Saturday, February 27, 2010

Dubai's Outlook for 2010

Dubai's economy is forecasted to remain in a recession for 2010. This will be the second year in a row that Dubai will experience a negative growth. A 'UAE Vision 2010' report stated that Dubai's economy would contract by 0.4% this year, following a 5% contraction last year. This will be mainly due to the declines in residential sale prices fallen by 61%, and Dubai's population fallen by 10%. The real estate market is expected to drop another 10%, which will result in a continued decline in population.

A resolution of Dubai's world debt will be the main catalyst for economic growth within the country. Dubai's government is trying to look at the broader picture when doing negotiations and trying to look at the effect it will have on their economic growth. Dubai is also trying to strengthen their reputation with International Capital Markets and local banks.

Saturday, February 20, 2010

Downward Sprial

Dubai's economy is one of the most unique and unusual in the world. It is an entrepot (free port), and there are no taxes on imported goods. It is also a free trade zone, which allows 100 percent foreign ownership and sales. The companies earnings and private income are exempt from any form of taxation. Because if this it is home to many companies such as Arabia, Cisco, Compaq, Hewlett Packard, IBM, Microsoft, and Oracle.

90 percent of Dubai's population is foreign workers. Because of the financial crisis Dubai is now facing, many of the foreign workers are being laid off and having to leave the country. People here are losing their work visas and then they most leave the country with in a month.A local newspaper in Dubai reported that the government was cancelling 1,500 work visas every day. Many of the foreigners are fleeing Dubai, and they could be imprisoned if they failed to pay their bills before they fled. Right now Dubai's economy is in free fall, creating many vacant houses and lowered real estate prices. Loads of Dubai's major construction projects have either been suspended or cancelled.

Dubai's government has been unwilling to provide any data about their suffering economy. They are trying to create a media law where it would be a crime to damage the country's reputation or economy, punishable by fines of up to 1 million Dirham's ($272,000). Dubai was once hailed the economic superpower of the Middle East, but if things continue the way they are going it will end up ghost town.

Sunday, February 14, 2010

Dubai's Debt Increasing

On Friday, Dubai announced that they are at their highest level of sovereign debt they have ever been in. Out of all the emirate's they are in the most debt. Dubai's five year credit-default-swap spread (measures credit risk) rose from 0.5% to 6.32% on Friday. According to the Wall Street Journal, these elevated levels makes Dubai one of the riskiest sovereigns in the world behind Argentina, Venezuela, Ukraine, and Pakistan. The increase in sovereign debt is due to massive debt buildup, over reliance on short term debt, and relying too heavily on help from more wealthier neighbors.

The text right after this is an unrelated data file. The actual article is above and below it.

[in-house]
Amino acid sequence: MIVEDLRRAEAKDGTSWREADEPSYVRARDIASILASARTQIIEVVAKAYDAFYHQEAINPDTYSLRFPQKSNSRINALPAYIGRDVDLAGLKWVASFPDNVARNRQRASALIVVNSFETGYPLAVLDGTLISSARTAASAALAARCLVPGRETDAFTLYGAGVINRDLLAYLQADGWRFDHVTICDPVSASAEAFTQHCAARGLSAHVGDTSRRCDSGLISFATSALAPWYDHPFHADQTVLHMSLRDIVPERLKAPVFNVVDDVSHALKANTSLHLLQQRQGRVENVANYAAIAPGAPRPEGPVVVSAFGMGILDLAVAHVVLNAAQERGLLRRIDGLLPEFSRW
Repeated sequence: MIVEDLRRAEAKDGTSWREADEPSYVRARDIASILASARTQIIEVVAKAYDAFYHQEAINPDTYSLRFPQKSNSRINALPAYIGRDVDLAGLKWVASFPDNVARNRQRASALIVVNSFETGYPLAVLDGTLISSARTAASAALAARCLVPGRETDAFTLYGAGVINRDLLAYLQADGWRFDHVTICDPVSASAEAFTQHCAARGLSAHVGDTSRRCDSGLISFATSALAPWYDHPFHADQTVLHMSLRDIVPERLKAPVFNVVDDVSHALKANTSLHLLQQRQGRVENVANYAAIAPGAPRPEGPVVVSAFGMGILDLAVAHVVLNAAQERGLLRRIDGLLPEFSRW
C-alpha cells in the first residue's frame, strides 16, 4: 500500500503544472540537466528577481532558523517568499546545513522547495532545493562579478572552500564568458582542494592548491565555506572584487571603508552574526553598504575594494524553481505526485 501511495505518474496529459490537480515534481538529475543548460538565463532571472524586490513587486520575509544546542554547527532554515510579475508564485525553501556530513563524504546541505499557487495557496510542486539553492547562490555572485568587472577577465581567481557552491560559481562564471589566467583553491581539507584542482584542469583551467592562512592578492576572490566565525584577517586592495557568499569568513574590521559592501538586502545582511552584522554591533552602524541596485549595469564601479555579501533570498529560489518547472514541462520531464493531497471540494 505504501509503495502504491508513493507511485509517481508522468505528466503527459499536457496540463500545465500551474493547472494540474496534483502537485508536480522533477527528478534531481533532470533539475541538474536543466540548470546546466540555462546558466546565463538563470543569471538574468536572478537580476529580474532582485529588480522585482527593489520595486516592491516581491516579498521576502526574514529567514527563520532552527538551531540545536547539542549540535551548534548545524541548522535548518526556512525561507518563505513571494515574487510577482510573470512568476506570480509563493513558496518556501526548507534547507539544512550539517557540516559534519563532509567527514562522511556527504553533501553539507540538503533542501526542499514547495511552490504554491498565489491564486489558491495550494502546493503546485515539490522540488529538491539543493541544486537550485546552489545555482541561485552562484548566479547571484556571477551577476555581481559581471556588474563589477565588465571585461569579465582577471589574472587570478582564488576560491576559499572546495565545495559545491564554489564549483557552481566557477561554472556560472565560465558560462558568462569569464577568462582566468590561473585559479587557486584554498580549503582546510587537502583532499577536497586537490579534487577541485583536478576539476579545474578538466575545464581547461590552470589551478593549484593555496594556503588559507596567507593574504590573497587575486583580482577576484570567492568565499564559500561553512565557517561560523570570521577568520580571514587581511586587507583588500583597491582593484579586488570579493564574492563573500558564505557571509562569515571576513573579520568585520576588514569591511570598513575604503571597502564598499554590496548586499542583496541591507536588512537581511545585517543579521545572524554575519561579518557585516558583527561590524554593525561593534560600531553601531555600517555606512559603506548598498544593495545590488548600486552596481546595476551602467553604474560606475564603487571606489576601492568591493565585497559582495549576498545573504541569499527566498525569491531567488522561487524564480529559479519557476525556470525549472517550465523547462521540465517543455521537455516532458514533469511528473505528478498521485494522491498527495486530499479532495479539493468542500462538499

Dubai is struggling with a debt close to 80 billion dollars . In December, Abu Dhabi (Dubai's neighbor) gave Dubai 10 billion dollars to repay an Islamic bond 4.1 billion dollars.The remainder of the money will be used to meet their financing needs. Dubai has asked creditors to freeze their payments of 21.8 billion dollars of debt for six months, so that they could try and get caught up.

I feel that Dubai is not only is debt because of the World Financial Crisis that all countries today are facing, but it is also due to other factors as well. One factor may be because they are trying to build up their country to make it a tourism epicenter, which will help their economy when they completely run out of oil. Dubai is also facing empty buildings, falling property prices, and suspended construction projects.

Sunday, February 7, 2010


Dubai has an open economy with a high per capita income, and a pretty good annual trade surplus. Although Dubai has reduced their GDP based on oil and gas output by 25%. This could be due to them trying to conserve their oil outputs or due to them just running out of oil and gas. The GDP has also dropped 4% because of the global financial crisis, falling oil prices, and deflated asset prices. They have made successful efforts at making their economy diverse in tyring to make up for this deficit. Dubai has increased job creation by trying to expand on their country. Due to the high Standard of living, jobs have opened up to expand on infrastructure expansion. Dubai also has Free Trade Zones, which offers 1005 foreign ownership and zero taxes, trying to attract foreign investors.

Out of all the United Arab Emirates, the global crisis has hit Dubai the hardest. It lacked the sufficient cash to meet its debt obligations, so it launched a twenty billion dollar bond program so it could meet its obligation. Dubai's dependence on oil has been a significant long-term challenge. They are trying to focus on diversification and creating more opportunities.